All Eyes on the S&P 500

02/28/2014 12:01 am EST


Jim Jubak

Founder and Editor,

MoneyShow's Senior Markets Editor Jim Jubak explains why many investors are focusing on a specific level of this key index and what it may mean to investors.

For the week ahead, well, it's all about 1850 on the S&P. That's the all-time closing high, and, really, the market keeps flirting with going through it, but it can't close above it. Interday, we've got 1857, 1856; we've got a day like February 25 when we had good news about new home sales in January above expectations, broke above that, and then in the last two hours or hour, selling starts to take it back down, and we get back below that 1850. Now, why is this high important? Well, if you think about it, what we're trying to do here is to see whether—people are trying to decide whether, at this level, they want to put more money in or take money out. That's what this is all about. So, you're trading at an all-time high, and let's say you've got $100 on the sidelines, and you're going, "Okay, do I want to put it in?" What you learned in 2013, which is not a lesson that necessarily extends beyond 2013, in your rearview mirror is that when you get through a new high, you want to put money in because it's going higher, so people are waiting to see. Okay, so they're kind of leery about it being this expensive, but they're saying, "Well, you know, if we see momentum above 1850, I'll take some more money and put it in." You've also got people saying, "You know, well, hey, 1850 is as high as it's ever been, so my inclination is a) not to put new money in and b) maybe take some money out.” Every time there's a dip, you get people a little afraid, so what you get when you go above 1850 to 1856, 1857, is you get selling because people say, "Oh! This is as high as it's going to go."

Now, this is a normal process for taking out a high and especially important when you're taking out an all-time historic high, but also, if you fail at this enough, you start to make people kind of nervous, make them leery, and they start to say, "Well, the market isn't really going any higher here. I can't count on momentum from here," and you sort of get enough nervousness so that the market, indeed, starts to, maybe, creep a little lower. That's really where we are right now. We don't know what we're doing in terms of the all-time high. We don't know whether we're going through it. We don't know whether we should sell here. Basically, the market is going back and forth, back and forth, back and forth. A couple weeks ago, I talked about how there really isn't very much in the way of big news that will move it, and I think that's what's going on here. There's kind of a news vacuum. We don't have a meeting of the Fed in the next week or so, we don't have big news out of China or anyplace else, our earnings season is pretty much wrapped up, so people are sitting there going, "Well, you know, should I put money in? Should I take money out?" and there's not much news to drive it, so all you've got right now is that technical formula, the high, people watching it to see whether it breaks through, and it's almost like a watched pot never boils. We're not going to move through 1850 until people start thinking that other things are more important than simply that number.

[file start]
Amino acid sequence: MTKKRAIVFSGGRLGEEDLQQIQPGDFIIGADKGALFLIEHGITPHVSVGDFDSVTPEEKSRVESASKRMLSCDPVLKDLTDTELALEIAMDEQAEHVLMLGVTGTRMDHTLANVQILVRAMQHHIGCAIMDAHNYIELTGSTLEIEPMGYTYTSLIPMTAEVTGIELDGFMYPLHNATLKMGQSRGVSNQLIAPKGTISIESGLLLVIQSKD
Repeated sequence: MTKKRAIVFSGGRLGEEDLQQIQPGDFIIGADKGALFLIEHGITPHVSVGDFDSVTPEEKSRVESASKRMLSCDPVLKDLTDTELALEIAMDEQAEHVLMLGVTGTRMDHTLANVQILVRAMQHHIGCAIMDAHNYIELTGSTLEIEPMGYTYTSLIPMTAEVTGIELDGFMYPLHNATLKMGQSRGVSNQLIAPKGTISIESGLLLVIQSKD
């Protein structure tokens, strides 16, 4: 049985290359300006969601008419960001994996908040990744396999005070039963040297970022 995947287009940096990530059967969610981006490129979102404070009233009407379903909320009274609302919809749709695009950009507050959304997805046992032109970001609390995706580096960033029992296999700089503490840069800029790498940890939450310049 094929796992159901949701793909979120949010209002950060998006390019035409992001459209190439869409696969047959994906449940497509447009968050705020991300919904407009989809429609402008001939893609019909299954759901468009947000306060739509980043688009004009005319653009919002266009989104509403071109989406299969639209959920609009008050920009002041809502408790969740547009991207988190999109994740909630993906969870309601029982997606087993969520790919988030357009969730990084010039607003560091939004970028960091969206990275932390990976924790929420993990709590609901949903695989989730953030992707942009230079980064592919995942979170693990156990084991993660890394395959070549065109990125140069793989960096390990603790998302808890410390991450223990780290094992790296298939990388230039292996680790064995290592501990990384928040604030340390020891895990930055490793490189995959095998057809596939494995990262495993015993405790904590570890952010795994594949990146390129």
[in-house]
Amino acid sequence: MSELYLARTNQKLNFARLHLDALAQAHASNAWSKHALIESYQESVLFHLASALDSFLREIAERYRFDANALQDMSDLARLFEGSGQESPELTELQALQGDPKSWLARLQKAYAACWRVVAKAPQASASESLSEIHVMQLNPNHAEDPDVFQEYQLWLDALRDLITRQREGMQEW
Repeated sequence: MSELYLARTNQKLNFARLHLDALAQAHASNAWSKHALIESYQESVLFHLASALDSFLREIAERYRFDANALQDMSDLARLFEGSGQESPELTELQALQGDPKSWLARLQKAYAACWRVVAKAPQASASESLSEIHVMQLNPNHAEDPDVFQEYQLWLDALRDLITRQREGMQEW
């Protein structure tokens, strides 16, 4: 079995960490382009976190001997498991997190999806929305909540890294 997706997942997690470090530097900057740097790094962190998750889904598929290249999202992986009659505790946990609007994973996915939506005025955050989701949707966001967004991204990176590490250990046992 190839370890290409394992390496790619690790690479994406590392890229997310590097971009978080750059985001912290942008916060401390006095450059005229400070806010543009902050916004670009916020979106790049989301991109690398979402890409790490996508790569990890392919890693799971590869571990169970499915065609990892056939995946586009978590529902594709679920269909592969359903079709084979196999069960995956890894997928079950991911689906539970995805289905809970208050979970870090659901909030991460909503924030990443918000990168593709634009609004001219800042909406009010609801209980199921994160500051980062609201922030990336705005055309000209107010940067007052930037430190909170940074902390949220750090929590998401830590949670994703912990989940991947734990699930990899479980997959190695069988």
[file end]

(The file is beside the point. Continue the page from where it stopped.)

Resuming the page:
This is Jim Jubak for the video network.

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